Another amorphous polyamide group suitable for use in improving the melt flow and reducing the melt reactivity of our amide-imide polymer has the following structure: ##STR2##

Amorphous polyamides of the following structure are preferred for use in our process, both for flow improvement and for coating the glass fibers, glass beads, mineral fillers or graphite fibers incorporated into a molded polyamide-imide object of this invention.

The amorphous polyamide, Trogamid-T, manufactured by the Dynamit Nobel Company, has the following structure and is particularly useful in improving the flow properties and reducing the melt reactivity of the polyamide-imide: ##STR3## wherein X is CH2.

Another very useful amorphous polyamide is Amidel, manufactured by Union Carbide Company and having the following structure: ##STR4## more particularly wherein the first X is (CH2)7, the second X is CH2 and the third X is (CH2)4.

Other useful polyamides include the Upjohn amorphous polyamide of the following structure: ##STR5## wherein the first X is (CH2)9 and the second X is CH2, and the copolyamide of the following structure: ##STR6## wherein X is (CH2)6.

In all of the foregoing structures X can be a straight chain of one to five CH2 groups. X can be the same or different in each amorphous polyamide moiety. Some of the semi-crystalline polyamides which increase the amide-imide (A-I) flow properties without significantly altering the glass transition temperature of the polyamide-imides are: nylon 6/6, nylon 6, nylon 6/12, nylon 11, nylon 12, etc.

The amide-imide resins of our invention are very reactive in that the cavity pressure can drop down about 14,000 psi to 0 psi after only a 20 to 30 second increase in cycle time. When about 1 percent, 3 percent, and 5 percent of an amorphous polyamide were dry blended with our glass fiber filled amide-imide polymer, a drastic improvement in melt stability and flow occurred. A 110 percent improvement in flow occurred with the 5 percent amorphous polyamide-imide blend with respect to an amide-imide control sample. The flow improvements are, however, dependent on the starting A-I viscosity. The greater the A-I viscosity, the larger the flow gradient is between the control and the blend. Equally significant is that the amide-imide melt stability is improved when the amorphous polyamide is added, thus the flow increased as the cycle time increased. This is clearly contrary to the behavior of an amide-imide polymer not containing amorphous polyamides.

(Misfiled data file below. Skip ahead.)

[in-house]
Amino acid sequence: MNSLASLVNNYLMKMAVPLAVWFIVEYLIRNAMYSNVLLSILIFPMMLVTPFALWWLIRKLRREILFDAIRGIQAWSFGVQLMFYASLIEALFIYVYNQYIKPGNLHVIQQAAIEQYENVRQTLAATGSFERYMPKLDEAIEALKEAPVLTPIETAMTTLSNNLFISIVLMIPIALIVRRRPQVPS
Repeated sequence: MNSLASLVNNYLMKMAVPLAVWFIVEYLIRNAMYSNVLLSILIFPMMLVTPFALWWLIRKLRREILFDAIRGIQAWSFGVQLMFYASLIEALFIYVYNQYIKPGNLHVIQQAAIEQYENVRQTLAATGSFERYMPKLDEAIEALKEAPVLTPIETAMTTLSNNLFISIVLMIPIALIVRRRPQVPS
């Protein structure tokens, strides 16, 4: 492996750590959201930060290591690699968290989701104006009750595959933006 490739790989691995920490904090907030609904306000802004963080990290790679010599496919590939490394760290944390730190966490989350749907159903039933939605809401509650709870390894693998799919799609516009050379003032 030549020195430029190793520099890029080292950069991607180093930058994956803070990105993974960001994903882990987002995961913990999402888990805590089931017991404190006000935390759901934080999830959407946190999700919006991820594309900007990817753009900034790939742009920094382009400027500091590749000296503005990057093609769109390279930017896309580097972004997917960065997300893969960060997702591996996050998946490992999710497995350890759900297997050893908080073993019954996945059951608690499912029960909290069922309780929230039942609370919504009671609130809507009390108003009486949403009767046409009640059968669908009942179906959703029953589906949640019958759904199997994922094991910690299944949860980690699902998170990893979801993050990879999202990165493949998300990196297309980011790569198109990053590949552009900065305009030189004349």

The amount of the amorphous polyamide added to the amide-imide polymer can be about 0.1 to about 20 weight percent, usually in the range of about 0.1 to about 10 percent. As the percentage of the polyamide increases, the maximum allowable curing temperature is reduced, thus the solid state polymerization time is increased to achieve optimum properties. It has been found that the amorphous polyamide levels below 10 percent allow solid state polymerization at about 500 F. without part distortion. About 0.1 to about 5 weight percent of semi-crystalline nylons are added to the polyamide-imides. Useful semi-crystalline nylons include nylon 6, nylon 6/6, nylon 6/12, nylon 12, and nylon 11. The amorphous polyamide is miscible in our amide-imide polymers, thus forming a single glass transition matrix. When 5 weight percent of the amorphous polyamide such as Trogamid-T was dry blended with our amide-imide polymer (see Example I) and was molded, a single glass transition temperature was found. The glass transition temperature of our amide-imide polymer used as a control was 257 C. as molded while the polymer containing 5 percent by weight of Trogamid-T had a glass transition temperature of about 254 C. After being cured at a temperature of 160 C. to 260 C., the glass transition temperature for our control polyamide-imide polymer rose to 277 C. and for the sample containing 5 percent Trogamid-T rose to 270 C. An increase in glass transition temperature also occurred with amide-imide resin with glass fiber filler. For a 40 percent glass filled resin as given in Example IX, the glass transition temperature increased by 43 F. after solid state polymerization (SSP). This clearly demonstrates that imidization and solid state polymerization occurred during post cure. The amorphous polyamides improved the stability of our amide-imide polymer melt while allowing solid state polymerization during post cure. Thus, with these amorphous polyamides excellent post cure can be carried out and it is during this post cure that the excellent physical and thermal properties of our amide-imide polymer containing amorphous polyamides are obtained.